Staff guidance on financial qualifications discloses no intent to approve the specific cost-sharing arrangements made between licensees, as opposed to reviewing the arrangements to ensure that the licensees together possess the necessary financial qualifications. Although power reactor licenses frequently recite the ownership percentages of the co-licensees, those percentages do not invariably reflect the allocation of decommissioning funding obligations. By reciting ownership percentages, the staff did not intend to make any finding about proportional allocation of decommissioning funding obligations. Therefore, the co-owners had no reasonable expectation that their regulatory obligations were limited by those arrangements. In the absence of any regulatory “approval” by the NRC of the private contractual arrangement by co-licensees with respect to pro rata cost sharing, there is no legal basis for a claim of retroactivity. Start Printed Page 46663
Furthermore, Commission action recognizing joint and several regulatory responsibility on co-licensees  , e.g., to ensure that operating or decommissioning funds are available from co-applicants/co-licensees regardless of the contractual arrangements among co-owners for pro rata sharing of costs, does not alter and therefore leaves undisturbed the contractual rights of a co-owner to recover costs from another co-owner under their contractual agreements in a private cause of action or in a bankruptcy proceeding. The enforcement of those arrangements appropriately lies with the parties to those pro rata—share contracts and the courts, not the NRC, which is neither a party to the contracts nor a tribunal with authority to enforce them. Because Commission action to impose joint and several responsibility has no legal effect upon the private contractual arrangements for cost sharing among co-licensees, it per se follows that this Commission action does not constitute an unconstitutional impairment of the contractual cost sharing agreements among co-licensees, nor does it constitute an unlawful “taking.”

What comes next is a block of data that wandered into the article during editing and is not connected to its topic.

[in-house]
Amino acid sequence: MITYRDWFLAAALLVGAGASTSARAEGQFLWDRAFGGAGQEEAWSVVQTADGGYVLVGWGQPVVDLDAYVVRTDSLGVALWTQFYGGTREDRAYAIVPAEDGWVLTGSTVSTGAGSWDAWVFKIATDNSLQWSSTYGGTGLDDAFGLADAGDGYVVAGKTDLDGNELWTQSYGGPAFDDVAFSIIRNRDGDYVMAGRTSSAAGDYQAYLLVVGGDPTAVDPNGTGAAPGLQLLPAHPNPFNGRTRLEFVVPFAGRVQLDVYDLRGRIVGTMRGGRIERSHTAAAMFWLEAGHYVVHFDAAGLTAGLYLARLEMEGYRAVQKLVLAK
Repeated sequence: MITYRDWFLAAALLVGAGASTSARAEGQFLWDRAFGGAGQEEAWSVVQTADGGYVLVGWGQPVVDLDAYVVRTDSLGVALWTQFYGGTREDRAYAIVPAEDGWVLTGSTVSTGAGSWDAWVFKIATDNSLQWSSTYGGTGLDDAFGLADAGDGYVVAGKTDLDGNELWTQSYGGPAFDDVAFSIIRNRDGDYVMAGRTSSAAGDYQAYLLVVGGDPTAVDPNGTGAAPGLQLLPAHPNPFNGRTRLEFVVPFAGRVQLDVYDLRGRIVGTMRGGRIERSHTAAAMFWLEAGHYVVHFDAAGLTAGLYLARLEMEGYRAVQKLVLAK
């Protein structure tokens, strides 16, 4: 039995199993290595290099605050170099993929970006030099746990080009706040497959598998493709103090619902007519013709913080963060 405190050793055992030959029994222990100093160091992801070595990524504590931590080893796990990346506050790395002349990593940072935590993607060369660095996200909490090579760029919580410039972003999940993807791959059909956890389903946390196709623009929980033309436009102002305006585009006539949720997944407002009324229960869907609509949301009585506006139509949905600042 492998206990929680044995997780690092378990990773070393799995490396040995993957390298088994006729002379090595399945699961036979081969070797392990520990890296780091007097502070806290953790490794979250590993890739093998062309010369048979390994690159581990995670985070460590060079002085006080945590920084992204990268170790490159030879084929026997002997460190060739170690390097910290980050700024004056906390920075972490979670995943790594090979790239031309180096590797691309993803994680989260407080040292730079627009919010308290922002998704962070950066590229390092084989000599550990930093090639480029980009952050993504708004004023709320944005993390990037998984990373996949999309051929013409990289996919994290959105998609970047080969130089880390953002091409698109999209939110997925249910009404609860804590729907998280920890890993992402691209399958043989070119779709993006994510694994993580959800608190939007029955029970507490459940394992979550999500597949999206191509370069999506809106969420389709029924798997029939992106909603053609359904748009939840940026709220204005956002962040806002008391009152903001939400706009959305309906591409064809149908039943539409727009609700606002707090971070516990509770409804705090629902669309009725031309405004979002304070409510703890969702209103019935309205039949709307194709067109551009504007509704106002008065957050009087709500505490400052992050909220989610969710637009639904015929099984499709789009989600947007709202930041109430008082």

In sum, the Commission never approved the private contractual arrangements among co-licensees/co-owners for sharing of costs. Therefore, Commission imposition of joint and several regulatory responsibility that may be inconsistent with these private contractual arrangements would not constitute retroactive rulemaking.
Comment 5. If the Commission imposed an additional financial burden on the remaining owners of a nuclear power plant (NPP), and if the rate authorities would not allow additional costs into the rate base, the result would drive the co-owners into financial distress, creating further risks. This action would not only affect minority owners of NPPs, but also investors and State regulatory authorities. (6)
Response: If a licensee experiences financial difficulties, the minority owners of NPPs as well as investors and State regulatory authorities would likely be affected whether or not the Commission imposed additional responsibilities on the minority owners above their pro rata share. Also, the Commission would consider imposing any additional burden only under highly unusual circumstances in which no other regulatory action would protect the public health and safety, such as through bankruptcy courts or financial markets. (Financial markets would come into play, for example, if a financially troubled licensee were to seek refinancing of its ownership share or if it were to sell its share to another party.)